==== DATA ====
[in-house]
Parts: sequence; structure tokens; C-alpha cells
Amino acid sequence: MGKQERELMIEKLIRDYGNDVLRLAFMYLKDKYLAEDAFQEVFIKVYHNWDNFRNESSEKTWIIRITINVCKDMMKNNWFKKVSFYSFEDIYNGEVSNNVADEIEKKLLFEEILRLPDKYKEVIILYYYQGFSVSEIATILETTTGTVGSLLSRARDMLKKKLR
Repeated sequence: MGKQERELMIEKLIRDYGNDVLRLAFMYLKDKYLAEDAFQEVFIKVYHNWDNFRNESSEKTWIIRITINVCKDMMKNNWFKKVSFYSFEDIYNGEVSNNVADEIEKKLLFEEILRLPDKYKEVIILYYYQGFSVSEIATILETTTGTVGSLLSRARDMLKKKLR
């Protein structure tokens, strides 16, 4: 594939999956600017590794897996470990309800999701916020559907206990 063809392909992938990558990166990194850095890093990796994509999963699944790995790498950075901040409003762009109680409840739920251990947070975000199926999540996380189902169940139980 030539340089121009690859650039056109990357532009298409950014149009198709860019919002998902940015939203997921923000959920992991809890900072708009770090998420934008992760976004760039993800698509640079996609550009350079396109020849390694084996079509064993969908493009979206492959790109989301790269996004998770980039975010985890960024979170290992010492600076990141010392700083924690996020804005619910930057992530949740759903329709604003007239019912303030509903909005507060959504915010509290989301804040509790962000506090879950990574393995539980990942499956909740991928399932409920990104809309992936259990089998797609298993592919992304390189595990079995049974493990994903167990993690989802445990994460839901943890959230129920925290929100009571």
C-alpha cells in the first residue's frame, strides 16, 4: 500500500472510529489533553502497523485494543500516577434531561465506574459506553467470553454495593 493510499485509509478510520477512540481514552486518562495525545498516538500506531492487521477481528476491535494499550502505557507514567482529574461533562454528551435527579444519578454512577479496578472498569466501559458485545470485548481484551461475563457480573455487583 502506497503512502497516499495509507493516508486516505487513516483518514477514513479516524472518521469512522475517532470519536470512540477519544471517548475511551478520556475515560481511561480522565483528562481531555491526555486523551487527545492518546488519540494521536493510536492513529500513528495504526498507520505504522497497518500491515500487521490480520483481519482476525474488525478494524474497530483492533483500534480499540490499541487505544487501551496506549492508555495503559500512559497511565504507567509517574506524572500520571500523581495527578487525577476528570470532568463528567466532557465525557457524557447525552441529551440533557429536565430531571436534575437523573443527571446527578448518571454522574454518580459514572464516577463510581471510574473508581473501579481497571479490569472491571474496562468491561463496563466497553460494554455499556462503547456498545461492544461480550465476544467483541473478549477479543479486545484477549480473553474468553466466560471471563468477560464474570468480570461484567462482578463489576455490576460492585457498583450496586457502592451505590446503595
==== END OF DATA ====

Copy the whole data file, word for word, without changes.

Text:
[in-house]
Parts: sequence; structure tokens; C-alpha cells
Amino acid sequence: MGKQERELMIEKLIRDYGNDVLRLAFMYLKDKYLAEDAFQEVFIKVYHNWDNFRNESSEKTWIIRITINVCKDMMKNNWFKKVSFYSFEDIYNGEVSNNVADEIEKKLLFEEILRLPDKYKEVIILYYYQGFSVSEIATILETTTGTVGSLLSRARDMLKKKLR
Repeated sequence: MGKQERELMIEKLIRDYGNDVLRLAFMYLKDKYLAEDAFQEVFIKVYHNWDNFRNESSEKTWIIRITINVCKDMMKNNWFKKVSFYSFEDIYNGEVSNNVADEIEKKLLFEEILRLPDKYKEVIILYYYQGFSVSEIATILETTTGTVGSLLSRARDMLKKKLR
């Protein structure tokens, strides 16, 4: 594939999956600017590794897996470990309800999701916020559907206990 063809392909992938990558990166990194850095890093990796994509999963699944790995790498950075901040409003762009109680409840739920251990947070975000199926999540996380189902169940139980 030539340089121009690859650039056109990357532009298409950014149009198709860019919002998902940015939203997921923000959920992991809890900072708009770090998420934008992760976004760039993800698509640079996609550009350079396109020849390694084996079509064993969908493009979206492959790109989301790269996004998770980039975010985890960024979170290992010492600076990141010392700083924690996020804005619910930057992530949740759903329709604003007239019912303030509903909005507060959504915010509290989301804040509790962000506090879950990574393995539980990942499956909740991928399932409920990104809309992936259990089998797609298993592919992304390189595990079995049974493990994903167990993690989802445990994460839901943890959230129920925290929100009571």
C-alpha cells in the first residue's frame, strides 16, 4: 500500500472510529489533553502497523485494543500516577434531561465506574459506553467470553454495593 493510499485509509478510520477512540481514552486518562495525545498516538500506531492487521477481528476491535494499550502505557507514567482529574461533562454528551435527579444519578454512577479496578472498569466501559458485545470485548481484551461475563457480573455487583 502506497503512502497516499495509507493516508486516505487513516483518514477514513479516524472518521469512522475517532470519536470512540477519544471517548475511551478520556475515560481511561480522565483528562481531555491526555486523551487527545492518546488519540494521536493510536492513529500513528495504526498507520505504522497497518500491515500487521490480520483481519482476525474488525478494524474497530483492533483500534480499540490499541487505544487501551496506549492508555495503559500512559497511565504507567509517574506524572500520571500523581495527578487525577476528570470532568463528567466532557465525557457524557447525552441529551440533557429536565430531571436534575437523573443527571446527578448518571454522574454518580459514572464516577463510581471510574473508581473501579481497571479490569472491571474496562468491561463496563466497553460494554455499556462503547456498545461492544461480550465476544467483541473478549477479543479486545484477549480473553474468553466466560471471563468477560464474570468480570461484567462482578463489576455490576460492585457498583450496586457502592451505590446503595